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Tallahassee early session

Influence

Early Session a mixed bag for downtown Tallahassee businesses

As lawmakers get ready to consider another early Legislative Session for 2018, this year’s early Session so far has been a mixed bag for Tallahassee’s hospitality businesses.

“We’re not a big fan of it,” said John McCarroll, general manager of the Hotel Duval, saying his group reservations have been dropping out more often this year, as opposed to last-minute additions during usual spring Sessions.

The hotel also has a rooftop bar with outside seating area, known as Level 8, that hasn’t seen as much business as it does in warmer weather, McCarroll said.

His sales director, Brett Kolmetz, added that switching the dates of Session every other year hurts his planning because “continuity is important.”

“I just think March and April is better for the city,” he added.

The state constitution “provides that, in odd-numbered years, the regular Session of the Legislature must begin on the first Tuesday after the first Monday in March,” but it “permits the Legislature to fix by law the date for convening the regular Session in each even-numbered year,” according to a bill analysis.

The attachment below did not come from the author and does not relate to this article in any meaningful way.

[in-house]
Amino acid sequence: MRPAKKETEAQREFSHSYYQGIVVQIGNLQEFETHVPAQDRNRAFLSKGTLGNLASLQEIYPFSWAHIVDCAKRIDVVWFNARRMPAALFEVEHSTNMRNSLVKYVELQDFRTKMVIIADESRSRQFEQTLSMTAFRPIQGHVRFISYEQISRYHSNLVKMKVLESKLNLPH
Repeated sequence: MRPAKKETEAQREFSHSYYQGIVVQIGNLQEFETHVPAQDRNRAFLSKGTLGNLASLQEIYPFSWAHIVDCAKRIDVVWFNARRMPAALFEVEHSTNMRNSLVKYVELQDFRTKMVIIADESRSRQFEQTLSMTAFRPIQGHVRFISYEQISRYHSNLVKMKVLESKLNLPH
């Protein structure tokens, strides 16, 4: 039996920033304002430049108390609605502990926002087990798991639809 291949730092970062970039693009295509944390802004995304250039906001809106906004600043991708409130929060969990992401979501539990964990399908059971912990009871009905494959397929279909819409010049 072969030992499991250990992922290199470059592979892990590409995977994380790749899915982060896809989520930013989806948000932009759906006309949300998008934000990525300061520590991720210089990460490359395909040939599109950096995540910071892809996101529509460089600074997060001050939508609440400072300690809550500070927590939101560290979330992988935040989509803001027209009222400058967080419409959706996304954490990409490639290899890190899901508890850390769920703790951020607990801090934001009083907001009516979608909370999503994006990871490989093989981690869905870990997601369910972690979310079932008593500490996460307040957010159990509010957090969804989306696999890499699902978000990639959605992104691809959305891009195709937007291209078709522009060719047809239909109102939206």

The Legislature moved Session to January-February as a one-off change just for this year. Lawmakers said the move stems from a desire to spend spring break with their families instead of having to be in the Capitol.

Otherwise, early Sessions are in years when legislators perform the decennial redistricting process to redraw the state’s political boundaries based on Census results.

Gus Corbella, immediate past president of the private Governors Club, said it has been having an “equally successful” Session business as it did last year.

“People are still needing to eat, drink and have a place to socialize,” he said. “Short of the weather outside, you wouldn’t know it’s a winter Session or a spring Session.”

Adam Goodson, general manager of Harry’s Seafood Bar & Grille, said the early Session has boosted his usually slower beginning-of-year sales.

“But we will miss (the Legislature) during the normal time,” he said. “Now, if they were here year-round, that’d be even better.”


Jim Rosica (jim@floridapolitics.com) covers the Florida Legislature, state agencies and courts from Tallahassee. 

Written By

Jim Rosica is the Tallahassee-based Senior Editor for Florida Politics. He previously was the Tampa Tribune’s statehouse reporter. Before that, he covered three legislative sessions in Florida for The Associated Press. Jim graduated from law school in 2009 after spending nearly a decade covering courts for the Tallahassee Democrat, including reporting on the 2000 presidential recount. He can be reached at jim@floridapolitics.com.

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